Sometimes the effects of an ‘autistic’ day can last for several days afterwards. Autistic individuals do not want sympathy though; we also have spectacular days when our sensory differences, unique characteristics and abilities are put to good use and light us up inside.
One of the diagnostic differences for autistic individuals is that we are likely to have sensory impairments in one or more of our senses. These impairments are more about perception than biological in nature such as blindness or deafness. An added complexity is that no two autistic individuals are likely to have the same sensory perceptual pattern. While I might be affected by strong aromas, another might not even notice them at all. Some individuals perceive visually in small fragments rather than looking at a whole picture. My autistic husband often points out images in wallpaper, or on floor tiles for example (apparently we have a duck on our kitchen floor and Oliver Cromwell’s face in our living room), whereas I can only see the overall differences in the natural slate and flowers on the wall.
We can have other traits including social and communication differences: the need for literal language is common. I am also terrible at ‘getting’ jokes!
‘Sensing the Simple Life’ is not all about autism, although as an autistic writer and human being, my perspective is always bound to be flavoured with a little autistic spice. I have also discovered over the years that a more simple life is helpful in dealing with some of the more frustrating aspects of autism… for me and my family at least.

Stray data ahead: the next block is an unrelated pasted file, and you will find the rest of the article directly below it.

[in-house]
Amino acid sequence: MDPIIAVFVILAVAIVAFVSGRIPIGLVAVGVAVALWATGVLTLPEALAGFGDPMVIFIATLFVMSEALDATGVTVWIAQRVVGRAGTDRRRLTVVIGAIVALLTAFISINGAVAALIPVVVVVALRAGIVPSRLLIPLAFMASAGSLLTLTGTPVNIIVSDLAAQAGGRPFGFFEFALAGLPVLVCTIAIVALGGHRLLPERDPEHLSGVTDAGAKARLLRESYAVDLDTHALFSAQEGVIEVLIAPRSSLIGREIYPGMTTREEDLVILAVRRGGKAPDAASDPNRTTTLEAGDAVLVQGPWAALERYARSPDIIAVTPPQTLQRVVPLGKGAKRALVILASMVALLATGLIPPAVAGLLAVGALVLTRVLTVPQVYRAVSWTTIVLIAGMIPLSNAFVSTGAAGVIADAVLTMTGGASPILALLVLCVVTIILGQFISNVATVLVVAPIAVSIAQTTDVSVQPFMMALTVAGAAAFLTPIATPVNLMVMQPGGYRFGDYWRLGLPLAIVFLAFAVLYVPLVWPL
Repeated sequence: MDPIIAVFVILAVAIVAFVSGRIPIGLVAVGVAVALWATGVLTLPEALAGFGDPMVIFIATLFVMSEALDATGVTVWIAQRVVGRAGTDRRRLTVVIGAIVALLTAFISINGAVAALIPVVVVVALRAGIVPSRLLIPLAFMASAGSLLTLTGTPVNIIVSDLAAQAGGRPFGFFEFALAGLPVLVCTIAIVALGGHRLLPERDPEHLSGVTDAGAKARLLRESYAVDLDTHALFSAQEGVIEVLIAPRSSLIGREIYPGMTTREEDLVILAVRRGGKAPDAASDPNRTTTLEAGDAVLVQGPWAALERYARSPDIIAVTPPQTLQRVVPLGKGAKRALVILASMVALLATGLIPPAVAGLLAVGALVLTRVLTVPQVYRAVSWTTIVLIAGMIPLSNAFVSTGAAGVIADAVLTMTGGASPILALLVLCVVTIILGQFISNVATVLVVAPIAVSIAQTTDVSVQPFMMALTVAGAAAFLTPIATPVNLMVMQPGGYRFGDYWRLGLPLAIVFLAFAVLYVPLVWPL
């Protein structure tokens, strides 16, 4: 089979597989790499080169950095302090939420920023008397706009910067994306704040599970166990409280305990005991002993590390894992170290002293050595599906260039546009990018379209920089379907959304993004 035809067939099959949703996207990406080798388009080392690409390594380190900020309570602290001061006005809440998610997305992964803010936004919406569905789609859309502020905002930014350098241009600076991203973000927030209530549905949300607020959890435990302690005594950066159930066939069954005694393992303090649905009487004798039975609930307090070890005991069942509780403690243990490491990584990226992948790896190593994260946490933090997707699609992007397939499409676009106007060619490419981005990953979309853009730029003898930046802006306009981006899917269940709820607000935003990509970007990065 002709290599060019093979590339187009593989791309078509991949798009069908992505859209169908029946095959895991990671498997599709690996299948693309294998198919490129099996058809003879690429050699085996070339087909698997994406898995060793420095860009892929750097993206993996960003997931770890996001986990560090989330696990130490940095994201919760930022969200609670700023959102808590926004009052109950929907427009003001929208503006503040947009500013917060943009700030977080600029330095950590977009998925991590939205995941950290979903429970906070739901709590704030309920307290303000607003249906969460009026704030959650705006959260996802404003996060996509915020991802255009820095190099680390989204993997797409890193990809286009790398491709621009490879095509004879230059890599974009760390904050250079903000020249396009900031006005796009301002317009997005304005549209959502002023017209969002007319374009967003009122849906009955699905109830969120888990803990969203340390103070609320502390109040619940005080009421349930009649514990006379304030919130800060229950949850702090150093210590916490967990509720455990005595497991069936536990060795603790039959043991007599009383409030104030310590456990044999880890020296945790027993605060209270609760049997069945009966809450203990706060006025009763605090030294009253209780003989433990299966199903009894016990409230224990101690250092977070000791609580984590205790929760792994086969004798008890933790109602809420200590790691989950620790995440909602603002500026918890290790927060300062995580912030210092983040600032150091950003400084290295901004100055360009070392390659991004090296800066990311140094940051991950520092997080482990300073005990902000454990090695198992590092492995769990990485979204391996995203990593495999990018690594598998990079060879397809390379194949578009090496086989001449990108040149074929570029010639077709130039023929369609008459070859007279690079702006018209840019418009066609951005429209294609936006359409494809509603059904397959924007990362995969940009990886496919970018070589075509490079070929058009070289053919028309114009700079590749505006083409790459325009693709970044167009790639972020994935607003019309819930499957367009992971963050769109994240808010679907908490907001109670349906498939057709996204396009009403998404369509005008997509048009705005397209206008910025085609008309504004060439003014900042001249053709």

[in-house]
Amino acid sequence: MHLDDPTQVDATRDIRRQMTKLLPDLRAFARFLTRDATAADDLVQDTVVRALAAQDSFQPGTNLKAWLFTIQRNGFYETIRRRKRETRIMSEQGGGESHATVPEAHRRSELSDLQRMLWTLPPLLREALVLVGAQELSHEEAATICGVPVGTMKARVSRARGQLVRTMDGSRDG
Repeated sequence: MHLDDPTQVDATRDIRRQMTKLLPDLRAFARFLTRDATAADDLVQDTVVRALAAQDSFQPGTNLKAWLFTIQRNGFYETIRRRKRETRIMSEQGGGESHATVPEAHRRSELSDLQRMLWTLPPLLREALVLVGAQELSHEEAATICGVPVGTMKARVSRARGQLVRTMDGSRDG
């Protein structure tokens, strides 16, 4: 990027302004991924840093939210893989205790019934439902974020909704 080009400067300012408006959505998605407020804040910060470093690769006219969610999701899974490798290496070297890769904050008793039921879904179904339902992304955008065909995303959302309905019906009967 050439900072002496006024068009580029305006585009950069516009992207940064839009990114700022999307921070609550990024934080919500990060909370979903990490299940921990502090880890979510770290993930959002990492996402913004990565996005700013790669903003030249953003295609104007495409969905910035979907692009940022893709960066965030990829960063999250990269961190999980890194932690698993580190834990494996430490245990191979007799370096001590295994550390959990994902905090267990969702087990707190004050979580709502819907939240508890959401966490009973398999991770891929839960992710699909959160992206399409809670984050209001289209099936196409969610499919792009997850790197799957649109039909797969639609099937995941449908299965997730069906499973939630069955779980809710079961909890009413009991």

The last few years have been busy, emotional and exhausting; I will elaborate more as time goes on. I have been striving to simplify our lives to meet the needs of these challenges and since I love to write, the marriage of the two seemed rational.
For now I shall leave you with a quotation from one of my all-time favourite books ‘To Kill a Mockingbird’. This has been pivotal in my writing and each of my doctoral papers including my final thesis included a quotation from the wonderful Harper Lee who co-incidentally published in 1960, the year my fabulous husband was born. Another coincidence was that one of the characters Boo Radley has been said to be autistic. I love co-incidences.
In the words of Atticus Finch (character in TKAM), ‘You never really understand a person until you consider things from his point of view… until you climb inside of his skin and walk around in it’.
Well readers, I hope you enjoy metaphorically ‘climbing into my skin and walking around in it’. I shall endeavour to inspire, entertain and journal my foray into a more simple life.
Until we meet again…
PS. Check out my website: https://sensingthesimplelife.com where you will find links to my professional sites and books for purchase, should you choose to explore further.
‘You never really understand a person until you consider things from his point of view… until you climb inside of his skin and walk around in it’. (Lee, 1960)